A North Okanagan woman who was fired after texting on her cell phone during a staff meeting was let go without just cause according to the Employment Standards Tribunal.
Mieka Mandalari was awarded compensation in the amount of $5,163 after the director of the Tribunal found that Mandalari’s termination was a disproportionate response to the actions and attitude attributed to her during a June 20, 2018 staff meeting, particularly in light of her length of seven years of service and the lack of corrective discipline.
Mandalari worked as a dental assistant for Dr. Paula Winsor-Lee in Monashee Dental Centre in Lumby from Dec. 16, 2011 to July 3, 2018 when she was fired after her texting during a staff meeting was found to be ‘inexcusable’.
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The dental assistant was handed a letter in Nov. 2014 that claimed she was not a team worker and lacked respect to Dr. Paula Winsor-Lee and the other employees.
Following Mandalari’s termination, she filed a complaint alleging Winsor-Lee had contravened the Employee Standard Act and claimed she was owed regular wages, annual vacation pay, statutory holiday pay, and compensation for length of service.
Jennifer Redekop, delegate of the Director of Employment Standards, found that there was a potential issue concerning overtime and annual vacation pay.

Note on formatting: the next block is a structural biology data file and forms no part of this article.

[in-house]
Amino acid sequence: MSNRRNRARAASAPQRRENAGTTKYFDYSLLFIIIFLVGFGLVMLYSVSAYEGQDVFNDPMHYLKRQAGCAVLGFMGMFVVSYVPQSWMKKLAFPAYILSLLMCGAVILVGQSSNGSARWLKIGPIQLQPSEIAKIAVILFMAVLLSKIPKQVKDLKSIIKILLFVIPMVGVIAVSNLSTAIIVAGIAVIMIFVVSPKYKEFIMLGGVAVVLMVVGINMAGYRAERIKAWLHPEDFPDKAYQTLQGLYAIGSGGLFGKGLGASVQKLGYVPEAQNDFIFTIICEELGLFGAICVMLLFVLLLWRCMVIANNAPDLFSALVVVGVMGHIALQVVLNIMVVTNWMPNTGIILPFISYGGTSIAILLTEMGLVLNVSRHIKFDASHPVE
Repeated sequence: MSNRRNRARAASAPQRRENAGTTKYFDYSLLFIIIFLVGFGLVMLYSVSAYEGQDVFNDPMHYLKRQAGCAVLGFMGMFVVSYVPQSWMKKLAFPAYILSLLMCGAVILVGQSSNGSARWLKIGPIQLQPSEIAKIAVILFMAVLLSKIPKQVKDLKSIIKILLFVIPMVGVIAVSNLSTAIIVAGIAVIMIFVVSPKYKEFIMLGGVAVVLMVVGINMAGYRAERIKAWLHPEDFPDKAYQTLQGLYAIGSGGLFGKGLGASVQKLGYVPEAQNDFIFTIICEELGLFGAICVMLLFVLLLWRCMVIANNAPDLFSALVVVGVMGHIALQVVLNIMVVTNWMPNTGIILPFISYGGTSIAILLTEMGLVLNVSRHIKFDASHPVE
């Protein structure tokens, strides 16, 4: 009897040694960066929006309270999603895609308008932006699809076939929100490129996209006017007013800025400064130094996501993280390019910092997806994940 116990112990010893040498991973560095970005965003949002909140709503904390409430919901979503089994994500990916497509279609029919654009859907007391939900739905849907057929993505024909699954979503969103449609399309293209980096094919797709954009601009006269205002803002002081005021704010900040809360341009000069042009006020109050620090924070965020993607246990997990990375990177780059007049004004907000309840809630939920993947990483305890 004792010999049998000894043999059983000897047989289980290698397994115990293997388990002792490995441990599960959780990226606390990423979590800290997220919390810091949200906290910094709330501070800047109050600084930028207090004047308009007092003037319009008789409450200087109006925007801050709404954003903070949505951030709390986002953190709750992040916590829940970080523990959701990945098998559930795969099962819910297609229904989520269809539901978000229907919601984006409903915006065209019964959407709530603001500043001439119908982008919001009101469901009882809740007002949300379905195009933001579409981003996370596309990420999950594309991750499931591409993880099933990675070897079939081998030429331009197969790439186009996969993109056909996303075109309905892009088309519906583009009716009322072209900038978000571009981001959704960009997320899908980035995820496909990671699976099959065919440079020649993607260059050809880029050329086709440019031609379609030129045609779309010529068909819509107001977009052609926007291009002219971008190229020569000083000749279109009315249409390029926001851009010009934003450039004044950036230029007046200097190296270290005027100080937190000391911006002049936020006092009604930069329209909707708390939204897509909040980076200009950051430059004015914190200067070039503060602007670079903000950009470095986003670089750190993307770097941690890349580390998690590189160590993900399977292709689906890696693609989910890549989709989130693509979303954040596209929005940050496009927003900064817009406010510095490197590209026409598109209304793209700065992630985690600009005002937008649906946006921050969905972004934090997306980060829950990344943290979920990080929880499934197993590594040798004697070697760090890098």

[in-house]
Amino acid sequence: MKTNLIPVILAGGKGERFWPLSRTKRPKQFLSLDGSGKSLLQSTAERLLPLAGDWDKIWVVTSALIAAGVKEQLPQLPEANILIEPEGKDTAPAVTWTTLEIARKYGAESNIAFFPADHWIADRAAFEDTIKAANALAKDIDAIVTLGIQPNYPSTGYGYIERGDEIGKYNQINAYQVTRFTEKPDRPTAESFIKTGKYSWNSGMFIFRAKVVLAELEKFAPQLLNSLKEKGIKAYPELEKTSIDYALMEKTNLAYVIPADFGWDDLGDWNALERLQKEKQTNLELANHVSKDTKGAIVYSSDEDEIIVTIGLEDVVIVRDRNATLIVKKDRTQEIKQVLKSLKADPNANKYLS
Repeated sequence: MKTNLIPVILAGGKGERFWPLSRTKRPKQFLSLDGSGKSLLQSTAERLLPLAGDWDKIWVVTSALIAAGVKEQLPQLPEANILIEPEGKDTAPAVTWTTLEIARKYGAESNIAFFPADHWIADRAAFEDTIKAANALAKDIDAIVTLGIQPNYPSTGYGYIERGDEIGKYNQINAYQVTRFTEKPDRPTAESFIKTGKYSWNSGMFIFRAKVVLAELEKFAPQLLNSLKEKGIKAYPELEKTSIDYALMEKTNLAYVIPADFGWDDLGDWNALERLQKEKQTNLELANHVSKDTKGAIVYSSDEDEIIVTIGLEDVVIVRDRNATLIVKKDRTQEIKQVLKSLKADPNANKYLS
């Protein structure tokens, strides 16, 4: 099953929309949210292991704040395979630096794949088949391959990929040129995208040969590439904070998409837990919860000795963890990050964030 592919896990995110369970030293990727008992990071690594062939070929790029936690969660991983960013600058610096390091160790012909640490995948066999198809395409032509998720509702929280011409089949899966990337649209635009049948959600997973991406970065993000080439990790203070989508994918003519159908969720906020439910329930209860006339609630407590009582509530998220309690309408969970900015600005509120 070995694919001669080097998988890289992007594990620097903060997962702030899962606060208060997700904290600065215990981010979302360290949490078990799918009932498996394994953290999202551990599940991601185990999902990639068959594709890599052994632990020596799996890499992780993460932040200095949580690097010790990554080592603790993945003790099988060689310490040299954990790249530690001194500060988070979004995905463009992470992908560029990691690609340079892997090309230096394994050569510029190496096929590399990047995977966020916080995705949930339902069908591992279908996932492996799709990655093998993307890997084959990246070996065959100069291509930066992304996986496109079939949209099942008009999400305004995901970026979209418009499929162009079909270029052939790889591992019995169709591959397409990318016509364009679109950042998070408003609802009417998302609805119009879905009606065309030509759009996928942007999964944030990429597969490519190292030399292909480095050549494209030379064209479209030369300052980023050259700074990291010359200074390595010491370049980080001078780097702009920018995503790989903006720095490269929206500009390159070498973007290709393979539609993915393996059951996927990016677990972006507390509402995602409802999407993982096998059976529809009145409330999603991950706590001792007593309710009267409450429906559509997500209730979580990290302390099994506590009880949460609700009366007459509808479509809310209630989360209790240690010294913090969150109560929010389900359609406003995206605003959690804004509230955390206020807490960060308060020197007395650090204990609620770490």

However, during the hearing, Windsor-Lee supported her cause with a number of concerns both she and other employees had in regards to Mandalari’s actions, conduct and interactions with others.
Yet Redekop found Winsor-Lee failed to show there was just cause to terminate Mandalari and awarded her compensation for length of service in the amount set out in the determination.
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Plus, Winsor-Lee was fined an additional $2,000 for contravening the Employment Standards Act.
Winsor-Lee attempted to fight back and appeal the case claiming Redekop erred in law in finding it had not established there was just cause for terminating the employment of Mandalari.
Winsor-Lee acknowledged the circumstances of Mandalari’s termination involved a cumulation of “minor misconduct or performance issues,” and said Redekop erred in law by finding Mandalari’s termination was a disproportionate response to the actions and attitude attributed to her during the June 2018, staff meeting.
The appeal was dismissed as there was no evidence to support Redekop erred in law with respect to the facts of the case.
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